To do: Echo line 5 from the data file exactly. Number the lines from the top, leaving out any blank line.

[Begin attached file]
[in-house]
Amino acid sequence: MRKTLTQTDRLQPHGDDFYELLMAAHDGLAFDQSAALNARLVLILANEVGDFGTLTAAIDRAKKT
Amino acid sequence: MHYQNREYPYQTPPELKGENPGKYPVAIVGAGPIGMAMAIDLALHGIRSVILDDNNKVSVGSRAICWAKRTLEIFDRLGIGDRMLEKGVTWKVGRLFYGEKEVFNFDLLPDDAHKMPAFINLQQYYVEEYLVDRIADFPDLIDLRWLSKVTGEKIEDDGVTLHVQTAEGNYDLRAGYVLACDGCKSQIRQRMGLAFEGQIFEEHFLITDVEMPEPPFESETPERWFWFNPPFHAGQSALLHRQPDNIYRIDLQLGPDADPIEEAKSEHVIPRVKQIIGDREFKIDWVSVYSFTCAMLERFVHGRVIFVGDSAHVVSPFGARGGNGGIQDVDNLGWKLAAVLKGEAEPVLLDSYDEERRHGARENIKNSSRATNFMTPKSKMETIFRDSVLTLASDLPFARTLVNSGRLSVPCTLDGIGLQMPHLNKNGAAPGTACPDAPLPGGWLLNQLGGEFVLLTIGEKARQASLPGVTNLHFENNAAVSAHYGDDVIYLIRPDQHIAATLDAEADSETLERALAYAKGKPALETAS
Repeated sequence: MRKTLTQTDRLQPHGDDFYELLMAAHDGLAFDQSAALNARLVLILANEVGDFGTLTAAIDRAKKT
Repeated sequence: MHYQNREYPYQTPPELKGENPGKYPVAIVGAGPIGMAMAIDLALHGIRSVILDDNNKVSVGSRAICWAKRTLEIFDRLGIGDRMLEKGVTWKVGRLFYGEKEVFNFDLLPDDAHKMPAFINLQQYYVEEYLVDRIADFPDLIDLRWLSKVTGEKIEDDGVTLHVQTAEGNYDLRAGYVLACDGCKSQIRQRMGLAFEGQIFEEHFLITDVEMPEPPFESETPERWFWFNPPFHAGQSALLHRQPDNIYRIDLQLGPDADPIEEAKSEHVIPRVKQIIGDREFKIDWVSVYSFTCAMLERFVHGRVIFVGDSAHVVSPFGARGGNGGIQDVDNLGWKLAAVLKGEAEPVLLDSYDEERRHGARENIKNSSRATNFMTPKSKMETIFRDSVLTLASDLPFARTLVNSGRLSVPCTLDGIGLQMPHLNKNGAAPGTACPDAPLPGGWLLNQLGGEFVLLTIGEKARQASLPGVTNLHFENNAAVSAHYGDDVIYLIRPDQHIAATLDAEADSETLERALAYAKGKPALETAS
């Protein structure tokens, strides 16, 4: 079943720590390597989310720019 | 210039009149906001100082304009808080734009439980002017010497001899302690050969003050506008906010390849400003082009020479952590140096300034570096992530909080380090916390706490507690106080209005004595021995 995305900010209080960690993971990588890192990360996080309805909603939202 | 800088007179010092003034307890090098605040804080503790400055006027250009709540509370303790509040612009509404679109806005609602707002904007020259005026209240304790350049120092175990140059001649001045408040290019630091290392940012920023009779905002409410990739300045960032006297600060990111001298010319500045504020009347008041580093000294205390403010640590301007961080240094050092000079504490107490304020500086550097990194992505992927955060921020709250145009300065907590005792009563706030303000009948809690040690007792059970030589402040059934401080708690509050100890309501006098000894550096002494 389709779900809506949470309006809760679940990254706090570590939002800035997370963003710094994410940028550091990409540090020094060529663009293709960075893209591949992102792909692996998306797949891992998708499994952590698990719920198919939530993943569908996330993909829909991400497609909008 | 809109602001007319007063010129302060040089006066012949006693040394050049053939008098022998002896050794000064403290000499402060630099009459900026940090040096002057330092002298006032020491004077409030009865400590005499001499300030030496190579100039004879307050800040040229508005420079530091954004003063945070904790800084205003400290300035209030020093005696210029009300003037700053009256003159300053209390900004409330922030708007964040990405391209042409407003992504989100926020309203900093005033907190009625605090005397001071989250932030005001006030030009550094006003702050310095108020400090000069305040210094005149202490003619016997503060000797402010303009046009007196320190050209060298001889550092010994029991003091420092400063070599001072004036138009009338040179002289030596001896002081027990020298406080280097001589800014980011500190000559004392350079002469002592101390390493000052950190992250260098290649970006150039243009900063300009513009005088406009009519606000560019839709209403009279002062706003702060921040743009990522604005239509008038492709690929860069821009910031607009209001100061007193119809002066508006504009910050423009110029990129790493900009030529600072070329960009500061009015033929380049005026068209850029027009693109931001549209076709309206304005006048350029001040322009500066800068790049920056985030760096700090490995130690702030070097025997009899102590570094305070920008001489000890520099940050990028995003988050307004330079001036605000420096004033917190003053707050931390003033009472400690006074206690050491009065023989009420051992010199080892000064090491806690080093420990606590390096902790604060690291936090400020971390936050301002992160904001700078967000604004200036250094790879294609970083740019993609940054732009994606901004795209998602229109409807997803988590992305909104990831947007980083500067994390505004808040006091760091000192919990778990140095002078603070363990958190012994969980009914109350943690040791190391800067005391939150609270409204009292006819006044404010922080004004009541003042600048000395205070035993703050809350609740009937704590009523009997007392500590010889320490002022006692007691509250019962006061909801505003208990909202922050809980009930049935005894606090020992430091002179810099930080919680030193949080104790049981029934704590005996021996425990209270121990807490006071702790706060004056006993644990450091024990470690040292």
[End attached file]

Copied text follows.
Repeated sequence: MHYQNREYPYQTPPELKGENPGKYPVAIVGAGPIGMAMAIDLALHGIRSVILDDNNKVSVGSRAICWAKRTLEIFDRLGIGDRMLEKGVTWKVGRLFYGEKEVFNFDLLPDDAHKMPAFINLQQYYVEEYLVDRIADFPDLIDLRWLSKVTGEKIEDDGVTLHVQTAEGNYDLRAGYVLACDGCKSQIRQRMGLAFEGQIFEEHFLITDVEMPEPPFESETPERWFWFNPPFHAGQSALLHRQPDNIYRIDLQLGPDADPIEEAKSEHVIPRVKQIIGDREFKIDWVSVYSFTCAMLERFVHGRVIFVGDSAHVVSPFGARGGNGGIQDVDNLGWKLAAVLKGEAEPVLLDSYDEERRHGARENIKNSSRATNFMTPKSKMETIFRDSVLTLASDLPFARTLVNSGRLSVPCTLDGIGLQMPHLNKNGAAPGTACPDAPLPGGWLLNQLGGEFVLLTIGEKARQASLPGVTNLHFENNAAVSAHYGDDVIYLIRPDQHIAATLDAEADSETLERALAYAKGKPALETAS